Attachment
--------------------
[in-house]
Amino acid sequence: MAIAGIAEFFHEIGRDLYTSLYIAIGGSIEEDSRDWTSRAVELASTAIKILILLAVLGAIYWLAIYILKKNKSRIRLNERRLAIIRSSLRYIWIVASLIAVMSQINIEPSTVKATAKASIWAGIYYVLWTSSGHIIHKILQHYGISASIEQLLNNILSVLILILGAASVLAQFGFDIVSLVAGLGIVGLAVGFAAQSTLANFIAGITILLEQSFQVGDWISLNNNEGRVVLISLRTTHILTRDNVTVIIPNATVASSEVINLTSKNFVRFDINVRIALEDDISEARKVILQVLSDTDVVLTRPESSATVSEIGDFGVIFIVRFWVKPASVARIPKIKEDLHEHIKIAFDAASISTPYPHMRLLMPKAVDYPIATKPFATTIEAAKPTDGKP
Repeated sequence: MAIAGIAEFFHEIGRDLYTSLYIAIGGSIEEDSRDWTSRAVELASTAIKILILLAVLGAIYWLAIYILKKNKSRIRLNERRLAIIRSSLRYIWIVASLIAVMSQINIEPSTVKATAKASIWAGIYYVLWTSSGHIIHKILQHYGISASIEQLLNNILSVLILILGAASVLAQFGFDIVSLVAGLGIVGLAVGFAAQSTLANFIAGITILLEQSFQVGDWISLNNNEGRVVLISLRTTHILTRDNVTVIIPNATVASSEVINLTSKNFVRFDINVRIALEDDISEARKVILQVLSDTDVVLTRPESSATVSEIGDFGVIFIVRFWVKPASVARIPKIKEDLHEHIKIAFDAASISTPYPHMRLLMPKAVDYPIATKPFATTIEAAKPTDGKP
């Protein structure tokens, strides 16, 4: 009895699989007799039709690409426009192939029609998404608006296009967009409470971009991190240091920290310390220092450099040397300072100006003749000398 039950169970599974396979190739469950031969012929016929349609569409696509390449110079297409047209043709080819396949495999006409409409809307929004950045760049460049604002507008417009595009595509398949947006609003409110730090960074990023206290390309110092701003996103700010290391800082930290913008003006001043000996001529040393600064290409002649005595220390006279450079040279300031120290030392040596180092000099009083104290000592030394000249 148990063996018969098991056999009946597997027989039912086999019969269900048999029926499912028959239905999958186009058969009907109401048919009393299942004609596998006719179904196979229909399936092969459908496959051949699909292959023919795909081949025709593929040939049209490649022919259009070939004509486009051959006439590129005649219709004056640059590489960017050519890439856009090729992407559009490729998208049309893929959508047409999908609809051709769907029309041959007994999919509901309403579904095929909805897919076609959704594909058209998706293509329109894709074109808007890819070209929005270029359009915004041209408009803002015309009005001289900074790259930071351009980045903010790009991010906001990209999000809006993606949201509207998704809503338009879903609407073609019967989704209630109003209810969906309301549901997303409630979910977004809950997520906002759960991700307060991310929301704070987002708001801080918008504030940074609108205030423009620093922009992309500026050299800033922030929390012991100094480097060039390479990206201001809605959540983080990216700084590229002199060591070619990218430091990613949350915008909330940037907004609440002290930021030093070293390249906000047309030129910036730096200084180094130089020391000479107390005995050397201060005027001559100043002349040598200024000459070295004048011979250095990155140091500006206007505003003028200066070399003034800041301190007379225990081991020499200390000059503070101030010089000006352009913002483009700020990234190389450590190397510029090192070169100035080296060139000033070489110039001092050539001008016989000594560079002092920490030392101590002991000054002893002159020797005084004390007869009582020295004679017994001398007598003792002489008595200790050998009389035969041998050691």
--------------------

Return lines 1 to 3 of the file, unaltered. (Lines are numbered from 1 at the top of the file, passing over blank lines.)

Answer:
[in-house]
Amino acid sequence: MAIAGIAEFFHEIGRDLYTSLYIAIGGSIEEDSRDWTSRAVELASTAIKILILLAVLGAIYWLAIYILKKNKSRIRLNERRLAIIRSSLRYIWIVASLIAVMSQINIEPSTVKATAKASIWAGIYYVLWTSSGHIIHKILQHYGISASIEQLLNNILSVLILILGAASVLAQFGFDIVSLVAGLGIVGLAVGFAAQSTLANFIAGITILLEQSFQVGDWISLNNNEGRVVLISLRTTHILTRDNVTVIIPNATVASSEVINLTSKNFVRFDINVRIALEDDISEARKVILQVLSDTDVVLTRPESSATVSEIGDFGVIFIVRFWVKPASVARIPKIKEDLHEHIKIAFDAASISTPYPHMRLLMPKAVDYPIATKPFATTIEAAKPTDGKP
Repeated sequence: MAIAGIAEFFHEIGRDLYTSLYIAIGGSIEEDSRDWTSRAVELASTAIKILILLAVLGAIYWLAIYILKKNKSRIRLNERRLAIIRSSLRYIWIVASLIAVMSQINIEPSTVKATAKASIWAGIYYVLWTSSGHIIHKILQHYGISASIEQLLNNILSVLILILGAASVLAQFGFDIVSLVAGLGIVGLAVGFAAQSTLANFIAGITILLEQSFQVGDWISLNNNEGRVVLISLRTTHILTRDNVTVIIPNATVASSEVINLTSKNFVRFDINVRIALEDDISEARKVILQVLSDTDVVLTRPESSATVSEIGDFGVIFIVRFWVKPASVARIPKIKEDLHEHIKIAFDAASISTPYPHMRLLMPKAVDYPIATKPFATTIEAAKPTDGKP